October is finally here! It’s arguably my favorite month of the year. I love everything about it. The cool Autumn air, the orange leaves, the tasty pumpkin-flavored treats, and of course, Halloween. When I started this website a decade ago, one of the things I enjoyed discussing was my love for comic books. For whatever reason, as time went on, the subject of comics was placed on back burner. Recently, I’ve been meaning to make more comic related posts. So, with that in mind, and with Halloween just around the corner, I want to discuss one of my favorite retro comics; Vampirella.
When I say retro, I mean it. The first issue of Vampirella was printed by Warren Publishing back in 1969. The original series was in print until Warren Publishing went out of business in 1983. The book was originally conceived as a sci-fi/horror-themed magazine featuring a variety of strange tales. Each story was introduced by the character of Vampirella (a sexy alien vampire). Even though each month would contain a handful of unrelated stories, every issue featured at least one chapter starring Vampirella herself. In many ways, the publication was similar to other Warren comics (ie: Creepy and Eerie). The big difference this time around was a focus on female lead characters.
It would be impossible for me to chronicle all of the various strange and spooky stories scattered throughout the entire Vampirella run. So, I won’t even attempt to do so. But, rest assured there are plenty of really good gems to be unearthed if you are willing to do some digging. (Admittedly, there’s also quite a few stinkers as well). However, as you might expect, the character of Vampirella and her main story arc proved to be the big draw for most readers.
Vampirella’s origin story goes something like this; Vampirella is a female from the distant planet of Drakulon. On Vampirella’s planet, oceans and rivers are all filled with blood instead of water. As a result, the people of that world drink blood instead of water to survive. At the time the story begins, there is an endless drought on Drakulon. One day, a space shuttle from Earth visits Drakulon. In hopes of finding salvation for her people, Vampirella accompanies the human astronaut back to Earth. However, once she arrives, she finds herself stranded and must fight her impulse to drink the blood of every person she encounters.
This was the story of Vampirella as it was originally invented. Of course, as time went on, certain changes and retcons were made and the overall character of Vampirella was fleshed-out and refined a great deal.
It’s important to note that ownership of the Vampirella intellectual property has changed multiple times over the decades. Every time the IP has changed hands, certain changes to both the format of the comic and the story surrounding the character have been made. For example, Vampirella was originally published in black and white. Later publishing companies printed the comics in color. Also, the comic eventually shifted from being a collection of unrelated stories and ultimately became a monthly serial focused solely on Vampirella herself.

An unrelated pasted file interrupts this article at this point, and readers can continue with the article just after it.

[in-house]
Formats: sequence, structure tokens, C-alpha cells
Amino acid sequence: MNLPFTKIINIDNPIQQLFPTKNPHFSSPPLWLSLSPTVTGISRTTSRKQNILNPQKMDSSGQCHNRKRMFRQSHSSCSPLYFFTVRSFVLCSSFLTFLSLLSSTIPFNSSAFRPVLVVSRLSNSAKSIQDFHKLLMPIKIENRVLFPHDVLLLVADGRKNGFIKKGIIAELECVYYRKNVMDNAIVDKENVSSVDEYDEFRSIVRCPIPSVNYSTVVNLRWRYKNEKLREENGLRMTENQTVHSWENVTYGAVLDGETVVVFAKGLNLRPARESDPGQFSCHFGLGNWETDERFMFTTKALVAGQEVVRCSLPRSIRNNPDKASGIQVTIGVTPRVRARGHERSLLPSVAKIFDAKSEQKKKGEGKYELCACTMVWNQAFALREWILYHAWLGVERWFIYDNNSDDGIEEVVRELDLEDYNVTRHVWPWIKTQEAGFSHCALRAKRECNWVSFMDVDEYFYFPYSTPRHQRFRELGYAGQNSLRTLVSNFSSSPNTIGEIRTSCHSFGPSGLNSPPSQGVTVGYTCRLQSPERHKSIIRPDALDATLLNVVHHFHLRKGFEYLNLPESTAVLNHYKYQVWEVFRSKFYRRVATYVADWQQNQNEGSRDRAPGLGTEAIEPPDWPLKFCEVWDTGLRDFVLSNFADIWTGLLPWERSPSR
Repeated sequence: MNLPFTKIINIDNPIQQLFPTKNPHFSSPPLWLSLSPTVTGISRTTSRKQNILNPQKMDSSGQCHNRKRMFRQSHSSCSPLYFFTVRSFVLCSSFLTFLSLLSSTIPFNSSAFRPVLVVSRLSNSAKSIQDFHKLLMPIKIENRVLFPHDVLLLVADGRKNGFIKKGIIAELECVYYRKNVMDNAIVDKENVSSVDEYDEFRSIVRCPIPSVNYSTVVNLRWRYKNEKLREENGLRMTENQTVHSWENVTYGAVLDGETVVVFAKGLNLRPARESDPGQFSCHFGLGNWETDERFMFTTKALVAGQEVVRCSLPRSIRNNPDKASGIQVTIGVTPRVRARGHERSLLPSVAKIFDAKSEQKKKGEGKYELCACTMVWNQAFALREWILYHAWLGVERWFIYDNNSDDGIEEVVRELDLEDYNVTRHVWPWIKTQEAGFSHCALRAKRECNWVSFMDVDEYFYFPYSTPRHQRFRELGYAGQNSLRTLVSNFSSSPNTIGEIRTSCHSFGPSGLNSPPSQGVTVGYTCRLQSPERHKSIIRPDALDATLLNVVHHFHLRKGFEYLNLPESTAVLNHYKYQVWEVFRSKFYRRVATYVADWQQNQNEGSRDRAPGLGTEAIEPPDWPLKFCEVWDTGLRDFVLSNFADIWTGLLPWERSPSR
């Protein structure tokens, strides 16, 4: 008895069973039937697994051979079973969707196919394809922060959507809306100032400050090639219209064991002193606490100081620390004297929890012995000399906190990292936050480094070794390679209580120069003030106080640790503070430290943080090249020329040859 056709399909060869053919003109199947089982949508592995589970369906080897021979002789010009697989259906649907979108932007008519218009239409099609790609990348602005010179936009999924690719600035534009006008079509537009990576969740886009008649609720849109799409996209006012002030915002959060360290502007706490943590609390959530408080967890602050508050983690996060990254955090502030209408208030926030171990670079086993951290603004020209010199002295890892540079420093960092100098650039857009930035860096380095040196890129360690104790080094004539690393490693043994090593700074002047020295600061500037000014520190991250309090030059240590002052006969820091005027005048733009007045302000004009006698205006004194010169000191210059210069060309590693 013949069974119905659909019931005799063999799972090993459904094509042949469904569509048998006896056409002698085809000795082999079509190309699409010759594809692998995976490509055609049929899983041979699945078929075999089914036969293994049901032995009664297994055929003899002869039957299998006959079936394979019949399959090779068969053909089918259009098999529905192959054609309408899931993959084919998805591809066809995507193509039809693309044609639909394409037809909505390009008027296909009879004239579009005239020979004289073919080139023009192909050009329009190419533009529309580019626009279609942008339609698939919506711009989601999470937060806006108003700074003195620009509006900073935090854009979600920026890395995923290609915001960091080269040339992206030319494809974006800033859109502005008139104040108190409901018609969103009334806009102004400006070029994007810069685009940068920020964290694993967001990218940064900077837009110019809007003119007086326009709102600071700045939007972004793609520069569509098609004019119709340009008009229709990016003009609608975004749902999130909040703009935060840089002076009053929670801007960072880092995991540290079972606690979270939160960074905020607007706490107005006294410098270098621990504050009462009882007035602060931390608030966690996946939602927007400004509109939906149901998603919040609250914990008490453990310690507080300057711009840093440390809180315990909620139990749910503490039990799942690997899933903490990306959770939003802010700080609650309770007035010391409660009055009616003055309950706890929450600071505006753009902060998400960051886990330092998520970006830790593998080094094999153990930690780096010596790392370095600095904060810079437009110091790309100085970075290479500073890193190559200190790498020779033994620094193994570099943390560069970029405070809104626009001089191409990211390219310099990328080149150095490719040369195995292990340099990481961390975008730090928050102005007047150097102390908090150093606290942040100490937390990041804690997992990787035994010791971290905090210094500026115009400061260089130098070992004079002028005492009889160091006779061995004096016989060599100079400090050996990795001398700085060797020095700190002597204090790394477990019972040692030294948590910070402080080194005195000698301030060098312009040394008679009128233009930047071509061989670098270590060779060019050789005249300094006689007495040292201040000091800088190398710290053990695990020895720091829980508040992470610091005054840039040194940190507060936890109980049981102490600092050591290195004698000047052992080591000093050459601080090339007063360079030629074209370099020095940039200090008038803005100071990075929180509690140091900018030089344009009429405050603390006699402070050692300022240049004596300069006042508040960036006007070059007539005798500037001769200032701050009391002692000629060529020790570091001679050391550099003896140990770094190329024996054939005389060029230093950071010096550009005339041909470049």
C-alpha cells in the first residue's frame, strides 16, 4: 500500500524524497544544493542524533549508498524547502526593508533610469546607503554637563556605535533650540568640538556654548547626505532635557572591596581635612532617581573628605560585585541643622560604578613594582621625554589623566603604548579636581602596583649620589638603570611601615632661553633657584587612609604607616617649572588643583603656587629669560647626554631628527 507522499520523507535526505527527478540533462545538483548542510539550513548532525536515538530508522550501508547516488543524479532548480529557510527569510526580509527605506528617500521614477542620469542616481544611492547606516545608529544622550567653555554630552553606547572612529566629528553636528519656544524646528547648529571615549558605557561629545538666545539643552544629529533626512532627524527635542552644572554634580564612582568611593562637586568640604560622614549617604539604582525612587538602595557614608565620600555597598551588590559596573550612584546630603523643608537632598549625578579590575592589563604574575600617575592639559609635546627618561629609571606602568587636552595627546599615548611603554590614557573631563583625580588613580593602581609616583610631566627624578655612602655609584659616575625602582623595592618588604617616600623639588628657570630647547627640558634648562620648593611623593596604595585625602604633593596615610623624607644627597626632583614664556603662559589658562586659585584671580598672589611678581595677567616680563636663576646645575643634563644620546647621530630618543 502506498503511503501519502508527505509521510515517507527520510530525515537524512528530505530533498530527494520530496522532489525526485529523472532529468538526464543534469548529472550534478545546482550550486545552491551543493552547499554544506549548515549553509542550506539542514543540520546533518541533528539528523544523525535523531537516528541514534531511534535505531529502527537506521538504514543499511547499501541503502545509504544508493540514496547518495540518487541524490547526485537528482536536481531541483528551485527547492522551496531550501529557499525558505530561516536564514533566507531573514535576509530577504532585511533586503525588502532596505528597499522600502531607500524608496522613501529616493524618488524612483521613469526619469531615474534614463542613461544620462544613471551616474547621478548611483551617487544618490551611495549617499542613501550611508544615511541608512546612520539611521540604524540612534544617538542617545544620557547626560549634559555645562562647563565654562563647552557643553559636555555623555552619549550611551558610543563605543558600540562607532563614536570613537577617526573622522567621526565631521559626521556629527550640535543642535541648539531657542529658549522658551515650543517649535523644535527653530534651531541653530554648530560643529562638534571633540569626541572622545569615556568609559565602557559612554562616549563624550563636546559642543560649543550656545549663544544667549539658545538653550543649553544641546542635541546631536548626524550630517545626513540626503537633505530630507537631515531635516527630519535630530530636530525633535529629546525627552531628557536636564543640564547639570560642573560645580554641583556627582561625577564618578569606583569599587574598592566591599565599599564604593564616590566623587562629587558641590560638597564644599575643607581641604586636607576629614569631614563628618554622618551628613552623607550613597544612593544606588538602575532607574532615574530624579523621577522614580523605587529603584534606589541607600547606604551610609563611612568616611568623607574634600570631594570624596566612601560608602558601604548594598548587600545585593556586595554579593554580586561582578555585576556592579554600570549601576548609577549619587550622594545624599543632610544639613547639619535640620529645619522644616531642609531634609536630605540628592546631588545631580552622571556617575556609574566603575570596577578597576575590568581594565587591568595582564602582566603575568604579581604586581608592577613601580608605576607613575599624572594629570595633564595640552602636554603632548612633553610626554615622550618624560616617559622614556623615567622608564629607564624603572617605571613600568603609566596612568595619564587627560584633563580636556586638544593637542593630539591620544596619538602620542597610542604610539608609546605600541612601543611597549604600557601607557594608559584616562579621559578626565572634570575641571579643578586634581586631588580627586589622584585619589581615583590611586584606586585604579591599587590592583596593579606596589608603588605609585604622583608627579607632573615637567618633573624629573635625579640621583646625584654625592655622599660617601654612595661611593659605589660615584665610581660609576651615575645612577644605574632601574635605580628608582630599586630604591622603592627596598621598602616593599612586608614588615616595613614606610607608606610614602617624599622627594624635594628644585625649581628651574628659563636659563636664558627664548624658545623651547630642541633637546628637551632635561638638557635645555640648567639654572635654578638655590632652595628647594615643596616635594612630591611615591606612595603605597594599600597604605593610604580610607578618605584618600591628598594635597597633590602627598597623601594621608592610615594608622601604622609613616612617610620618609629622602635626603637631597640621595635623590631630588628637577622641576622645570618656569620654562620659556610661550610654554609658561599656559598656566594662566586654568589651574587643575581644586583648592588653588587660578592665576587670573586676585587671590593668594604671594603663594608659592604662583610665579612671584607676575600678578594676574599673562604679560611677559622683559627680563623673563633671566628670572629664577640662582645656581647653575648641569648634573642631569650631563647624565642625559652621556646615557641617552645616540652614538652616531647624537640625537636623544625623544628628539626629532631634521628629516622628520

I first encountered the book back when I was around thirteen years old. It was a 70’s era issue. In fact, it’s the issue featured at the top of this article. From the moment I opened the book I was enthralled. I found the black and white artwork appealing. Both the art and the contents of the book reminded me of watching old horror movies. It provided that same creepy thrill. On top of that, Vampirella herself was sexy and alluring. Needless to say, I wanted to read more. That’s when I learned that the comic was no longer in print. Back then, finding back issues was nearly impossible for someone my age. So, for several years, that one single issue was all I had. Eventually, I was reintroduced to Vampirella when Harris Comics took ownership of the character and I’ve remained a fan ever since.
These days, the old Warren Publishing run has been collected and reprinted multiple times. If you’re curious about these classic stories, it’s fairly easy to get your hands on them now. Many people tend to skip over these early Vampirella tales and instead focus their attention on later volumes by either Harris Publishing or Dynamite Entertainment. Those runs are great. But there’s just something about the old 70’s and 80’s pulp stories that simply can’t be beat. These days, everything is a rehash in one way or another. But these original stories were products of the writers’ unspoiled imaginations and proved to be really cutting edge stuff. If you’ve never acquainted yourself with the character, I urge you to do so. These classic Vampirella tales make for the perfect reading material on crisp October nights like these.
You can find these classic tales in a variety of collections. But I’ve linked to my personal favorite below: